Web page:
Regional News

The latest stories from Spokane Public Radio and the Northwest News Network.

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Supporters of a proposal to cover the medical costs of all Oregon children rallied at the state Capitol Friday. A pair of bills under consideration in Salem—HB 2726 and SB 558—would extend Oregon Health Plan coverage to include kids who are in the country illegally.

Vulnerability assessments by utilities and emergency planners along the U.S. West Coast suggest it could be weeks or a month or more before water service gets restored after a major earthquake - not to mention electricity, sewage treatment and fuel supply too. The social and economic disruption does not have to be that bad though, given adequate preparedness and investments in critical infrastructure as demonstrated in Japan.

Ecology Department Begins Hangman Creek Assessment

May 11, 2017
Doug Nadvornick/SPR

This week and next, members of the Washington Department of Ecology’s watershed unit are taking a unique trip. On Monday, they started their venture in Rock Creek in northern Whitman County. Then they moved into Hangman Creek.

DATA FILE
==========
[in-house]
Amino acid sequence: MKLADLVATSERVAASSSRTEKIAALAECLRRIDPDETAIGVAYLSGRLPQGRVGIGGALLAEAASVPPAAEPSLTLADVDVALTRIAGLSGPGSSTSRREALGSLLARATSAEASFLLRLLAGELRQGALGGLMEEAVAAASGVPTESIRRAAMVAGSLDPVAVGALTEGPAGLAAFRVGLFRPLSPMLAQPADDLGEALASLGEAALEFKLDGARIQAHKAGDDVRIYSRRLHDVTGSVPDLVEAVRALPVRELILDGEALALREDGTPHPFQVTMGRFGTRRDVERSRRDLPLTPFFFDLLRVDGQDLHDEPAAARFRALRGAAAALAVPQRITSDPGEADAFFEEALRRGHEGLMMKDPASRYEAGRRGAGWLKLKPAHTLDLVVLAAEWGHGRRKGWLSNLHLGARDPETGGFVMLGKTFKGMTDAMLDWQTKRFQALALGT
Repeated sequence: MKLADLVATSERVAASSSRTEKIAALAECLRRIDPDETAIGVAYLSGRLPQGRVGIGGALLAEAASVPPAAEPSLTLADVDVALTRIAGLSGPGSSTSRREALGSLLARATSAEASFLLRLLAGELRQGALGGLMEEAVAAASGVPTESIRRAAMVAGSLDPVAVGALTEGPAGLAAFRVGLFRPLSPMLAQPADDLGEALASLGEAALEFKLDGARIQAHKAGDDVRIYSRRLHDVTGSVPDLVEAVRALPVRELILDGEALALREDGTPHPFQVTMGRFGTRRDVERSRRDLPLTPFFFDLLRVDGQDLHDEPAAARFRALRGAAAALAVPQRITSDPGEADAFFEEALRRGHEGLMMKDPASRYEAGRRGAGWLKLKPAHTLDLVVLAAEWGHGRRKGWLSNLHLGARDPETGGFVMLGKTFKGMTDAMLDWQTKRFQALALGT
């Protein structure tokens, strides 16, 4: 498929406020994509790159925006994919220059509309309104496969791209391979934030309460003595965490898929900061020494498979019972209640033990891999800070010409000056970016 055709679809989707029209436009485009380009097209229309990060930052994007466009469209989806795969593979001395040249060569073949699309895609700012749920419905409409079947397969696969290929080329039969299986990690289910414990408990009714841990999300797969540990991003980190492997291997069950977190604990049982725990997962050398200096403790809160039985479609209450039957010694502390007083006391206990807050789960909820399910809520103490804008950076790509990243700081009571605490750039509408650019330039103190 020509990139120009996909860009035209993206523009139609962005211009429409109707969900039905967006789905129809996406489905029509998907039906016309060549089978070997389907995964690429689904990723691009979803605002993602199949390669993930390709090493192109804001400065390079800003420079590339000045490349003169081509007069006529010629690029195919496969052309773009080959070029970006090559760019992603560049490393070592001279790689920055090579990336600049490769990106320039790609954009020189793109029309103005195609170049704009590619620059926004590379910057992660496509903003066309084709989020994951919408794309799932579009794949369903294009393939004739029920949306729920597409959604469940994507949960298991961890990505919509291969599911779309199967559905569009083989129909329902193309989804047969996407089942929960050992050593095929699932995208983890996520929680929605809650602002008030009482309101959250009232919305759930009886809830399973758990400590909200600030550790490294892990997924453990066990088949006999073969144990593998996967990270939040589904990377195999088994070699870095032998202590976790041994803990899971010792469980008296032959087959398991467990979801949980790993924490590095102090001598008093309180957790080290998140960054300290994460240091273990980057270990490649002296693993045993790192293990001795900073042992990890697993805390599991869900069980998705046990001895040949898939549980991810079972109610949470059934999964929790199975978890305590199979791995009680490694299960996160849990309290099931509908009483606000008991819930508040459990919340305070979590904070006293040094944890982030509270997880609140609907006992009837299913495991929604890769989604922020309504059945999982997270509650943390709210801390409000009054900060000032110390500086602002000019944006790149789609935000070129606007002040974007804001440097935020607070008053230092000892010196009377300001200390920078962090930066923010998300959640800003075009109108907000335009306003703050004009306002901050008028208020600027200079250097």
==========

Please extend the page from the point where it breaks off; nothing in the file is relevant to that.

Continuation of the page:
“Looking at non-point pollution, but also documenting the riparian health and the overall stream health,” Hummel said.

That’s Steve Hummel. Today we met him and his partner Martyn Quinn as they prepared to continue their voyage. Quinn says the goal is to get a water-level view of the 60-mile stretch of stream, which meanders through farmland south of Spokane and eventually empties into the Spokane River.

Navy Week to Run in Conjunction with Lilac Festival Week

May 11, 2017
U.S. Navy

Spokane is known as an Air Force town, given its long association with Fairchild Air Force Base and Felts Field. But the U.S. Navy is working to make inroads here.

In 2012, the Navy held a week’s worth of events in the region and it’s back this year. Next week has been declared Spokane Navy Week as part of the Lilac Festival celebration.

Doug Nadvornick/SPR

Congress is in recess and that means town hall meetings back in members’ districts.

Last Friday Idaho Republican Congressman Raul Labrador took the stage — and took heat from constituents — in Lewiston and Coeur d’Alene. It was at the Lewiston meeting that Labrador uttered words that immediately put him in the crosshairs of opponents of the American Health Care Act. He said no one has ever died from not having health insurance, the inference being that people can always go to the emergency room because the hospitals can’t turn them away.